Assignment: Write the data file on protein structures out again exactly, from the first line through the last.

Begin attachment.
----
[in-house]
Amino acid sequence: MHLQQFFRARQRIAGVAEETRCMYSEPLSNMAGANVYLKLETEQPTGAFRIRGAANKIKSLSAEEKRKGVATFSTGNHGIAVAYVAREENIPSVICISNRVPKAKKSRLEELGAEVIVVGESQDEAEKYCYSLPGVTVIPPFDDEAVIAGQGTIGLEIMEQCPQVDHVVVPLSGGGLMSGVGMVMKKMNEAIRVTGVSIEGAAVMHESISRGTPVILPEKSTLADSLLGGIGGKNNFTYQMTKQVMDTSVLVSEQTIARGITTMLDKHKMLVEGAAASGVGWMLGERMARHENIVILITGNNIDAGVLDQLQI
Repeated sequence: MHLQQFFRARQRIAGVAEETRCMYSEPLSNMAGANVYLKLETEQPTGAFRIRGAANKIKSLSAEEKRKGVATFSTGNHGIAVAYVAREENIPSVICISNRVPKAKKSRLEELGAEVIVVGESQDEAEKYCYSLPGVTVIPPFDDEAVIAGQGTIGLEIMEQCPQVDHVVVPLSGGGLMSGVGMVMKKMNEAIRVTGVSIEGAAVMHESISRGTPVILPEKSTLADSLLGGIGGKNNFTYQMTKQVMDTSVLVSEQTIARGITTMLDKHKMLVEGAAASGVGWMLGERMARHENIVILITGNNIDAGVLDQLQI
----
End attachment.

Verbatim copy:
[in-house]
Amino acid sequence: MHLQQFFRARQRIAGVAEETRCMYSEPLSNMAGANVYLKLETEQPTGAFRIRGAANKIKSLSAEEKRKGVATFSTGNHGIAVAYVAREENIPSVICISNRVPKAKKSRLEELGAEVIVVGESQDEAEKYCYSLPGVTVIPPFDDEAVIAGQGTIGLEIMEQCPQVDHVVVPLSGGGLMSGVGMVMKKMNEAIRVTGVSIEGAAVMHESISRGTPVILPEKSTLADSLLGGIGGKNNFTYQMTKQVMDTSVLVSEQTIARGITTMLDKHKMLVEGAAASGVGWMLGERMARHENIVILITGNNIDAGVLDQLQI
Repeated sequence: MHLQQFFRARQRIAGVAEETRCMYSEPLSNMAGANVYLKLETEQPTGAFRIRGAANKIKSLSAEEKRKGVATFSTGNHGIAVAYVAREENIPSVICISNRVPKAKKSRLEELGAEVIVVGESQDEAEKYCYSLPGVTVIPPFDDEAVIAGQGTIGLEIMEQCPQVDHVVVPLSGGGLMSGVGMVMKKMNEAIRVTGVSIEGAAVMHESISRGTPVILPEKSTLADSLLGGIGGKNNFTYQMTKQVMDTSVLVSEQTIARGITTMLDKHKMLVEGAAASGVGWMLGERMARHENIVILITGNNIDAGVLDQLQI